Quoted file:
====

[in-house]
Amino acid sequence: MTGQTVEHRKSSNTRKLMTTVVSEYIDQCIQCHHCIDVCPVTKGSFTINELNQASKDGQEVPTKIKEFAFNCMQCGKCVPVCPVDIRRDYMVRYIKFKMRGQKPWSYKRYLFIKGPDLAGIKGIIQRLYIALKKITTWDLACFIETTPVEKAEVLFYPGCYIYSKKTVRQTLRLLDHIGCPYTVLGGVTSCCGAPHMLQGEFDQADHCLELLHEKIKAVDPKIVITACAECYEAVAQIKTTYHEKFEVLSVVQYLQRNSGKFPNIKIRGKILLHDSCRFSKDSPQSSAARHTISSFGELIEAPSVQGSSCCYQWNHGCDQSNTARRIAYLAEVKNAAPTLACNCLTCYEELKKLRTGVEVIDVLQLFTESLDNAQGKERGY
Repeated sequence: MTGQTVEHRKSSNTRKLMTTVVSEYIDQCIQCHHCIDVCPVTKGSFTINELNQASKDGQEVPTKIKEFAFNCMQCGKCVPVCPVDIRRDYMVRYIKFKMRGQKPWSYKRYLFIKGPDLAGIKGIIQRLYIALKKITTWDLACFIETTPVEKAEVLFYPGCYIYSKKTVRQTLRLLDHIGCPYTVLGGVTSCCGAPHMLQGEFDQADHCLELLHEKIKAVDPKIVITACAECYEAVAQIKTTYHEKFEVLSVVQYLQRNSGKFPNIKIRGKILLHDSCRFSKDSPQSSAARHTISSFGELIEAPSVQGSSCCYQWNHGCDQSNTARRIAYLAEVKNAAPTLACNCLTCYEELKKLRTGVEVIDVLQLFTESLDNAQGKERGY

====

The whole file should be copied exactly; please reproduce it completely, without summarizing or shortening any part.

[in-house]
Amino acid sequence: MTGQTVEHRKSSNTRKLMTTVVSEYIDQCIQCHHCIDVCPVTKGSFTINELNQASKDGQEVPTKIKEFAFNCMQCGKCVPVCPVDIRRDYMVRYIKFKMRGQKPWSYKRYLFIKGPDLAGIKGIIQRLYIALKKITTWDLACFIETTPVEKAEVLFYPGCYIYSKKTVRQTLRLLDHIGCPYTVLGGVTSCCGAPHMLQGEFDQADHCLELLHEKIKAVDPKIVITACAECYEAVAQIKTTYHEKFEVLSVVQYLQRNSGKFPNIKIRGKILLHDSCRFSKDSPQSSAARHTISSFGELIEAPSVQGSSCCYQWNHGCDQSNTARRIAYLAEVKNAAPTLACNCLTCYEELKKLRTGVEVIDVLQLFTESLDNAQGKERGY
Repeated sequence: MTGQTVEHRKSSNTRKLMTTVVSEYIDQCIQCHHCIDVCPVTKGSFTINELNQASKDGQEVPTKIKEFAFNCMQCGKCVPVCPVDIRRDYMVRYIKFKMRGQKPWSYKRYLFIKGPDLAGIKGIIQRLYIALKKITTWDLACFIETTPVEKAEVLFYPGCYIYSKKTVRQTLRLLDHIGCPYTVLGGVTSCCGAPHMLQGEFDQADHCLELLHEKIKAVDPKIVITACAECYEAVAQIKTTYHEKFEVLSVVQYLQRNSGKFPNIKIRGKILLHDSCRFSKDSPQSSAARHTISSFGELIEAPSVQGSSCCYQWNHGCDQSNTARRIAYLAEVKNAAPTLACNCLTCYEELKKLRTGVEVIDVLQLFTESLDNAQGKERGY